Monday, November 15, 2010

Who Started This?

So, I'm sitting in my office and housemate is watching an agility DVD. Finishing up one started over the weekend, so it's been ringing in the house for a few days. Don't know who. Hearing things about contacts, though. Does it really matter? No so much. They all sound the same.

I have a question for the more experienced people...

Who the frickin' hell started this "boy-woy" and "girrrrlllll-lay" shit?

Drives me nuts! All I can think listening to it is...


I think it drives me nuts because it’s so bandwagon-y. I think trainers should have their own unique thing. I don't mean language. How screwed up would that be everyone called the same thing by a different term? I mean their own thang, you know? Whoever started it should stick to it and other people should get their own calling cards. Hearing all these people praise the exact same way is just a little weird. It gives me the same reaction as when I hear someone at the park do the Cesar Millan psht thing to their dog.

I'm also very curious as to why they ALL talk that way? Really, all of them. Like every DVD. How did that happen?

"Gooooood Boy-woooooy"
"Goooood Girrrrllll-lay"

When did this become the universal way to praise your dog?

Isn't agility complicated enough? Do we really need to start adding syllables to shit?

Aren't these are the same people that can't take the time to completely say other stuff. No time for reverse flow pivot or lead out pivot or serpentine. We are in a rush. Agility all about speed. Must RFP and LOP and serp!

But we have like 12 minutes to get out
"gooooooooooooooooooooddddd giiiiiiiiiirrrrrllllly-laaaaayyyyy?"

Me no gets. I'm conflicted. Is this my problem? Will things change if I switch to the 12 minute praise? Maybe my old-timey "good job" or "atta girl" or "yes" not getting through?

Hmm. There is so much I don't know.

And, for your trouble: Partial Kate's


  1. Hmmmm, I can't figure out if I've noticed this or not. Any youtube samples of what you're talking about?

  2. Maybe it's an east coast a newbie to agility a few years ago, the first time I heard it, I winced. Ouch. And it certainly wasn't the last time I heard it. Oh well, to each their own :)

  3. And the end dogs won't even notice the words! Love is love for them. I would think they sense our feeling, wherever they are anger or happiness.

  4. hornblower said..."Hmmmm, I can't figure out if I've noticed this or not. Any youtube samples of what you're talking about?"

    If you have ever watched an agility DVD you have heard it! :-) I'll have to dig around for examples!

    Anonymous said..."Maybe it's an east coast thing..."

    You mean started in the east? Maybe, but I can tell you that you can't get much farther west than where I am and I hear it all the time!

    Hybrid Dogs said..."Love is love for them. I would think they sense our feeling, wherever they are anger or happiness."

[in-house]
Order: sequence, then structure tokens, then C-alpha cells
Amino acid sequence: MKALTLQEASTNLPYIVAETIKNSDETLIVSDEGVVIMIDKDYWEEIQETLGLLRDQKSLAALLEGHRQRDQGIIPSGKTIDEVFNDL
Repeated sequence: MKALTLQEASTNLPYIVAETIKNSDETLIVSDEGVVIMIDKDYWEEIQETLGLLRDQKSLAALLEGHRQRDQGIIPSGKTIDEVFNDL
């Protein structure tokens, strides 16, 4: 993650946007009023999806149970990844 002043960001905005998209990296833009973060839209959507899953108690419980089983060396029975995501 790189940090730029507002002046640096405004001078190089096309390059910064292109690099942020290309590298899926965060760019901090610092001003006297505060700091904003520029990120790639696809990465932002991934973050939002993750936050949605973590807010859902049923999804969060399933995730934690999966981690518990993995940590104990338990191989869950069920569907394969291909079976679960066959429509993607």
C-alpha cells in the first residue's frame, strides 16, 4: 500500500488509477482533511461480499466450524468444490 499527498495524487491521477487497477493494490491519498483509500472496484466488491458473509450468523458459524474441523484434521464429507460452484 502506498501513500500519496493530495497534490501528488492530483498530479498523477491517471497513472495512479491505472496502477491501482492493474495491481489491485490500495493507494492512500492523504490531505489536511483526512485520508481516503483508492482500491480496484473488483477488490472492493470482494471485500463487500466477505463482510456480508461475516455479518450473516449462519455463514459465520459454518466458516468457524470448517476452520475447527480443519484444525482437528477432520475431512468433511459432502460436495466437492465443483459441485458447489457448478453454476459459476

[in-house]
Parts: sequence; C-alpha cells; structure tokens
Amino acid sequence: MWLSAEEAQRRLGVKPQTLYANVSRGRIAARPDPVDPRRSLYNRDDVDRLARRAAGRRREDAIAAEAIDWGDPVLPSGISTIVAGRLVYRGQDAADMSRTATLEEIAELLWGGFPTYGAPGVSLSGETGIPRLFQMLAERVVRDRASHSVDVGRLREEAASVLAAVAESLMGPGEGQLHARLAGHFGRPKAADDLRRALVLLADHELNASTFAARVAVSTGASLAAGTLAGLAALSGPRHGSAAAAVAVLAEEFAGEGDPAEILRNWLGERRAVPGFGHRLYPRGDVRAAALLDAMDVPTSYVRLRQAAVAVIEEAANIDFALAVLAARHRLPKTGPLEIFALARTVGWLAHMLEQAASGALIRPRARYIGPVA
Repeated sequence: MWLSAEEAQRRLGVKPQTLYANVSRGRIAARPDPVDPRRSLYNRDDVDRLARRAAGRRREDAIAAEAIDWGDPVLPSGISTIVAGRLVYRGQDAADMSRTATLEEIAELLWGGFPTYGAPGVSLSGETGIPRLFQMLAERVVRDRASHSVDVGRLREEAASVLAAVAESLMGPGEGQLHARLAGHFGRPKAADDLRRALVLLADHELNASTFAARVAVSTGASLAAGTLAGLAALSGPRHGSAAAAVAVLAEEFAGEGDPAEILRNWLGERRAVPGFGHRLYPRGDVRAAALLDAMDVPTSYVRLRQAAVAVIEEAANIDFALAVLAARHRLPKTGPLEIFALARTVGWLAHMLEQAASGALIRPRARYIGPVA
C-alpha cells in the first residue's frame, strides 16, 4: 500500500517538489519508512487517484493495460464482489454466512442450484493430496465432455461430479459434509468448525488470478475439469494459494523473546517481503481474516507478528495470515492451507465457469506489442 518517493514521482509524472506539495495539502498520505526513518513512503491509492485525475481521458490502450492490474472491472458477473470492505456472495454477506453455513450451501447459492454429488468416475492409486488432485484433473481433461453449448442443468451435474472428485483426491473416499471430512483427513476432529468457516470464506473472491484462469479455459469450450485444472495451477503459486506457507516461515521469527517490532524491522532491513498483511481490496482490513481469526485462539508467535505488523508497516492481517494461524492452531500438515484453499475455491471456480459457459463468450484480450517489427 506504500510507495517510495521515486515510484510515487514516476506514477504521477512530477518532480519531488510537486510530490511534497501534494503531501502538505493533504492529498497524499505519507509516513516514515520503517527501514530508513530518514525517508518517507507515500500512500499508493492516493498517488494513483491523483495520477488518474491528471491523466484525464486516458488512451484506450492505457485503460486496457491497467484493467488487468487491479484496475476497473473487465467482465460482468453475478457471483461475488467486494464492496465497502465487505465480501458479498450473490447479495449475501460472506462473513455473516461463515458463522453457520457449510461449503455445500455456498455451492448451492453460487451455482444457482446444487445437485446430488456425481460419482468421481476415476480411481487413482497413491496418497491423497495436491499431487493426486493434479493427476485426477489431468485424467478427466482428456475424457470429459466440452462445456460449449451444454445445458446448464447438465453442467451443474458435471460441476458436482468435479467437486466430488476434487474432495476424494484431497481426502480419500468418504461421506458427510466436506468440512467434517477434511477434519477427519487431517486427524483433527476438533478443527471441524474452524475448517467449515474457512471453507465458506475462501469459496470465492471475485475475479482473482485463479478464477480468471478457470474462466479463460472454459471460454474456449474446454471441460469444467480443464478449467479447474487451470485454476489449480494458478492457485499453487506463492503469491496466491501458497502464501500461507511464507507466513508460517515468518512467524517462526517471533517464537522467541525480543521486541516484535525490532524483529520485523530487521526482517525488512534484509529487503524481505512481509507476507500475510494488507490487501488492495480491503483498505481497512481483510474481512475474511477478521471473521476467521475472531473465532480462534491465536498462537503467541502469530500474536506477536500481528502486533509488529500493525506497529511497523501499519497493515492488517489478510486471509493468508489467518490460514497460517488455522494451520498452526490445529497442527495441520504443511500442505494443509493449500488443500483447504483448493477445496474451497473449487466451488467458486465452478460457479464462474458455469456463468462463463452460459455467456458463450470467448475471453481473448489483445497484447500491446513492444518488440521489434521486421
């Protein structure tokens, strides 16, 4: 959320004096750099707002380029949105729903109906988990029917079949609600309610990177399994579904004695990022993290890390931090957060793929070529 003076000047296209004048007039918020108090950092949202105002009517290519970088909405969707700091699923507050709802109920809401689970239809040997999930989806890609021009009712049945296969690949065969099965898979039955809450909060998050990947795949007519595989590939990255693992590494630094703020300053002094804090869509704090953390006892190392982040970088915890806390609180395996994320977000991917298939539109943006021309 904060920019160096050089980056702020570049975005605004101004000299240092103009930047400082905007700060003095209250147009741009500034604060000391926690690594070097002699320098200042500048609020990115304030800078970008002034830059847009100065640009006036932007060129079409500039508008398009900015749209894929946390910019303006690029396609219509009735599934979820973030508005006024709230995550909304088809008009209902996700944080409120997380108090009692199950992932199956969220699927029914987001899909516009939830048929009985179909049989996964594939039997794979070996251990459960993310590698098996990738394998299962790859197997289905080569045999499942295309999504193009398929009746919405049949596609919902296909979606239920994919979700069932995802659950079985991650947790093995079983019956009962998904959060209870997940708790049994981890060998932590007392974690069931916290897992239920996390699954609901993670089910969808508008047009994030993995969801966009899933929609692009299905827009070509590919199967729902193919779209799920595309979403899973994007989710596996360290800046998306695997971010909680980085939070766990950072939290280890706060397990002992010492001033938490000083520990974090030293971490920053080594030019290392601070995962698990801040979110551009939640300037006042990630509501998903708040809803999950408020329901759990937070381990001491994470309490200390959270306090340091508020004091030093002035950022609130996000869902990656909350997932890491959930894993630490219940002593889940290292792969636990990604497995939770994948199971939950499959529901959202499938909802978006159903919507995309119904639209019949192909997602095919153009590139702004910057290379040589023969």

Of course! This is not about the dogs, though. They don't care what you say if you have a handful of cookies. :-P It's about the weirdness surrounding how these things start. I mean, it's not a natural or an average way to pronounce those words, so someone started it. Others started to use it. I just can't help it. My personality flaws not only make me susceptible to noticing these things, they make me have to talk about them too. :-)

  5. Naw I think it all started with SG!! Didnt hear it around alot before her seminars. So that means it started way up north.....

  6. @Anonymous, Sure, blame the Canadians. :-P

    I have heard this, and a lot of other baby-like talk. From my trainers and on videos. It's just not for me. I sound wacky enough when I'm talking to my dog. To each their own?

  7. Love the pink tongue photo. Beautiful pics!

  8. I think every discipline has its affectations and way of doing things. Just which bit of silliness they pick up on is a bit of a surprise sometimes.

    What annoys me here in training is "sii-it!"

  9. I'm new to your blog, and am really taken with how beautiful your photos are. I love the clarity and composition of them. I am really going to enjoy keeping up!

    follow our foster:

  10. Yeah, at the end of the day words don't matter to the dogs. What they feel is our love.

  11. I indulge my girl-dog love by telling her she's a "good girlie" all the time in agility. She's my only female, and she's so wee, and so proud of herself when she does something right. We squeal together :)

    The boys though, they don't get that - they get "good!" and sometimes "good doggie" if I'm feeling extra happy. I haven't really noticed a ubiquitous use of baby talk in agility types though. The Sadist encourages lots and lots of praise and I'm always getting shit for not partying with my dogs enough for a job well done ... to which I generally reply that I run border collies, ie real dogs, not pansy Aussies who need all kinds of praise and googy talk to make them work for me ;-) One day, he is so going to kick me out of his classes.